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ASU Sued Over ‘Discriminatory’ Inclusivity Training

March 28, 2024

By Staff Reporter |

Arizona State University (ASU) is facing a lawsuit over the inclusivity training it mandates for faculty. 

The Phoenix-based Goldwater Institute sued the university earlier this month over the allegedly discriminatory training, on behalf of longtime ASU philosophy and religious studies professor Dr. Owen Anderson. The organization specifically alleged that ASU’s training violated Arizona law, A.R.S. § 41-1494(A), prohibiting trainings, orientations, or therapies that present any blame or judgment on the basis of race, ethnicity, or sex. 

“Arizona state law prohibits mandatory training for state employees and use of taxpayer resources to teach doctrines that discriminate based on race, ethnicity, sex, and other characteristics,” said Goldwater Staff Attorney Stacy Skankey in a press release.

Contested aspects of the ASU training, “ASU Inclusive Communities,” required faculty to acknowledge the history of white supremacy and social conditions persisting its existence as a structural phenomenon; society’s normalization of white supremacy; the sociohistorical legacy of racism, sexism, homophobia, and structural inequalities that impact minority faculty; white privilege; antiracism; and the relationship between sexual identities and power and the privilege of heterosexuality. 

The training also included a video to which Anderson objected. The video encouraged faculty to “critique whiteness,” and to ascribe definite beliefs of good and evil as inherently racist. 

“And what colonization did, was it really created this system of binary thinking,” stated the video. “There were folks that were inherently good and folks that were inherently bad, and that led to the systems of superiority that were then written into the foundational documents of our Nation.” 

In addition to completing the training, ASU required faculty to pass an exam. The correct answers for that exam reinforced controversial concepts of systemic bias, intersectionality, land acknowledgement, equity, decolonization, microaggressions, and social justice. The Goldwater Institute claimed in their lawsuit that the inclusivity training only served to teach concepts of blame or judgment based on race, ethnicity, or sex.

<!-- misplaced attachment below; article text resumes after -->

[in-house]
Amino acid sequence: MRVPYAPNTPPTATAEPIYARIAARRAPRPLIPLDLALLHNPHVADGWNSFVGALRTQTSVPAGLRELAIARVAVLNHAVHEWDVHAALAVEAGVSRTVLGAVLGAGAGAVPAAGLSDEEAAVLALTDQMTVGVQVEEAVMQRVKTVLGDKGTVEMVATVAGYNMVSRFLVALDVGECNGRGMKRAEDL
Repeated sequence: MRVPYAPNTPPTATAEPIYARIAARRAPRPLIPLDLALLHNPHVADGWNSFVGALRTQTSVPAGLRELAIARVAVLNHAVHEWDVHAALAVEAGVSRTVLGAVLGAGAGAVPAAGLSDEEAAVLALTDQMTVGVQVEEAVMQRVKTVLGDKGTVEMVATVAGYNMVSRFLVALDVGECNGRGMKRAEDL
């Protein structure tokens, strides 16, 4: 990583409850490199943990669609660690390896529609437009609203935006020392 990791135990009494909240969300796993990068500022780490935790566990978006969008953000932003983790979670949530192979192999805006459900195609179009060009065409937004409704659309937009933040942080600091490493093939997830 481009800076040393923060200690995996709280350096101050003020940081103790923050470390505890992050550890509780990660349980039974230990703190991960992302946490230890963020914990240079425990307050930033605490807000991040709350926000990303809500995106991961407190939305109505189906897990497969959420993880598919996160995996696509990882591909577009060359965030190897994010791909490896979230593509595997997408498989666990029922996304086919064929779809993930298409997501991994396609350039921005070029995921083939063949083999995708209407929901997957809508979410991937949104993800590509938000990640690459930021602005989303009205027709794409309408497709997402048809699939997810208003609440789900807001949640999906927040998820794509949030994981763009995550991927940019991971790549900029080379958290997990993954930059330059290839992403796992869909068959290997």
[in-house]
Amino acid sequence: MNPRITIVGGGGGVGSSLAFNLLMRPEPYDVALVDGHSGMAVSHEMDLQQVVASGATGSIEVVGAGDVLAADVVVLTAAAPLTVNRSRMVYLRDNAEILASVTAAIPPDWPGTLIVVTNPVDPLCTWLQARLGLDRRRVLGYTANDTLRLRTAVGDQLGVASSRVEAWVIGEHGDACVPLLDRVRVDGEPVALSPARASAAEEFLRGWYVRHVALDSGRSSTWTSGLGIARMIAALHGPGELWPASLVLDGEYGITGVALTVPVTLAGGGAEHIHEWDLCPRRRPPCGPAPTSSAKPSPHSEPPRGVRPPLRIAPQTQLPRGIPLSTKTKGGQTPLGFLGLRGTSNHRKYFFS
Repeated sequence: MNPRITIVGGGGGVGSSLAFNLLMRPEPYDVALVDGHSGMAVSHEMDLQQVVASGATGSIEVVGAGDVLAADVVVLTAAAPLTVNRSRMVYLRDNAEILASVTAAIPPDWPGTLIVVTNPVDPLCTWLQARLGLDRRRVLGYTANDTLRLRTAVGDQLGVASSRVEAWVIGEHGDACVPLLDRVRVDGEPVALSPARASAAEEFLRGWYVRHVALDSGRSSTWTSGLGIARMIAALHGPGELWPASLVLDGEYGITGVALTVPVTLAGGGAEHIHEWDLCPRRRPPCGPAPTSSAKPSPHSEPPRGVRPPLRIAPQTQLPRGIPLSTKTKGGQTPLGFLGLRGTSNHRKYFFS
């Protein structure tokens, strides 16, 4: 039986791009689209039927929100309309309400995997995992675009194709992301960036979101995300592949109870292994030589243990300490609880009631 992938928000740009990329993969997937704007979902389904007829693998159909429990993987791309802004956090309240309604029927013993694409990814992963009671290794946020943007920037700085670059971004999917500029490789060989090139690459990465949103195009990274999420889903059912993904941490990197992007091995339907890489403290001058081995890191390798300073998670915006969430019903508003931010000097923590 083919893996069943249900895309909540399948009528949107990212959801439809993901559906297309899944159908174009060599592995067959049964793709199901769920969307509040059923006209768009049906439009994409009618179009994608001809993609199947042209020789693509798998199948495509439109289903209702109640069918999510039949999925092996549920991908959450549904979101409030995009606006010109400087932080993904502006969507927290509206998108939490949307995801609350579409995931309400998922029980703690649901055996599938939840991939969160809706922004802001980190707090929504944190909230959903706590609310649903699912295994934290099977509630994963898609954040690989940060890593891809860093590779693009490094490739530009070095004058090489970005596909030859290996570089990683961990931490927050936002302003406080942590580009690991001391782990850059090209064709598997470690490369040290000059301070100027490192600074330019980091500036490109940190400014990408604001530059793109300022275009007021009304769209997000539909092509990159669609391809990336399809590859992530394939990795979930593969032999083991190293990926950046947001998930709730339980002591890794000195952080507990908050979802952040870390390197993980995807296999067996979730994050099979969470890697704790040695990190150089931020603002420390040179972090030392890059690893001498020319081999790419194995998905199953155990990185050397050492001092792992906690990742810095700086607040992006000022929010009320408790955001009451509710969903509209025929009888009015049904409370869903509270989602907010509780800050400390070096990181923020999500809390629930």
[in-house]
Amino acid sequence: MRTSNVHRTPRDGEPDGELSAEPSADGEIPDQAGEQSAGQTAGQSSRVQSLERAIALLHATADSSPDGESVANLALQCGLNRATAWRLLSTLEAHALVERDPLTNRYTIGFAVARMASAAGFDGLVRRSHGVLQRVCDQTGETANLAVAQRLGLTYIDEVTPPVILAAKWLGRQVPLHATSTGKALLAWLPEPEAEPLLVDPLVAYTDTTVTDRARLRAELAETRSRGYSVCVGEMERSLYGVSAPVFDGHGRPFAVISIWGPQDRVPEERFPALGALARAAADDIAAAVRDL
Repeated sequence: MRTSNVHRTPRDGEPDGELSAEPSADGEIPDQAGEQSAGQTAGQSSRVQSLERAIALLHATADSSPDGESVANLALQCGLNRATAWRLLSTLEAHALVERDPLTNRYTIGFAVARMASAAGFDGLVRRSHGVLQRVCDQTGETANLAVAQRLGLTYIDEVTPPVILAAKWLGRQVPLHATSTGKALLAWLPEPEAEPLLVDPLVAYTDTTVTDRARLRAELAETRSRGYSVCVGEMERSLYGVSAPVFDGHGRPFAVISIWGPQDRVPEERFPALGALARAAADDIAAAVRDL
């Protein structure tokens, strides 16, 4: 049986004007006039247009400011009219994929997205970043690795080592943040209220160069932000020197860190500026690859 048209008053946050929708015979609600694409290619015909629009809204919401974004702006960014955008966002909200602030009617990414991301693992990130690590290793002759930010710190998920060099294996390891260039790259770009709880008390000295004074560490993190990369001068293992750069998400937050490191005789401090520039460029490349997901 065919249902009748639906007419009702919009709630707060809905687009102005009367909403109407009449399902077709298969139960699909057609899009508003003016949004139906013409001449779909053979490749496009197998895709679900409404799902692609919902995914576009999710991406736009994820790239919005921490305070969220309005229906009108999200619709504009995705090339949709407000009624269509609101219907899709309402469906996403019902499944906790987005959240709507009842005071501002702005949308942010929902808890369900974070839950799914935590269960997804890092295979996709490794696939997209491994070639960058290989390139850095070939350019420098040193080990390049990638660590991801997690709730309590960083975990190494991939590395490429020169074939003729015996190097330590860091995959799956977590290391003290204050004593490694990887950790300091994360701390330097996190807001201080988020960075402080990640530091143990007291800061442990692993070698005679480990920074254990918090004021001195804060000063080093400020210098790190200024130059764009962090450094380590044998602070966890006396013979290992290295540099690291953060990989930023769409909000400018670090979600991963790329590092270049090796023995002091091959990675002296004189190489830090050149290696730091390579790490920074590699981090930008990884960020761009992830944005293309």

“The Inclusive Communities training provides discriminatory concepts including, but not limited to: white people are inherently racist and oppressive, whether consciously or unconsciously; heterosexuals are inherently sexist and oppressive, whether consciously or unconsciously; white people should receive adverse treatment solely or partly because of their race or ethnicity; white people bear responsibility for actions committed by other white people; land acknowledgement statements are a way of holding one race or ethnicity responsible for the actions committed by other members of the same race or ethnicity; transformative justice calls for an individual to bear responsibility for actions committed by other members of the same race, ethnic group or sex; and dominant identities (whites or heterosexuals) are treated morally or intellectually superior to other races, ethnic groups or sexes.”

As justification for its call of decolonization, the ASU training also challenged the validity and goodness of the American founding. 

In a press release, Anderson said that his employment shouldn’t hinge on his submitting to ideas that conflict with his beliefs.

“This ‘training’ is simply racism under the guise of DEI. It goes against my conscience, and I want no part of it,” said Anderson.

The contents of this training were obtained last May through a public records request by the Goldwater Institute. Prior to filing the lawsuit earlier this month, the organization sent a letter to the Arizona Board of Regents last fall asking ASU to cease and desist spending on the inclusivity training and others like it that allegedly run afoul of state antidiscrimination law. 

The university requires faculty to repeat the inclusivity training every two years. 

The case, Anderson v. Arizona Board of Regents, is in the Maricopa County Superior Court.

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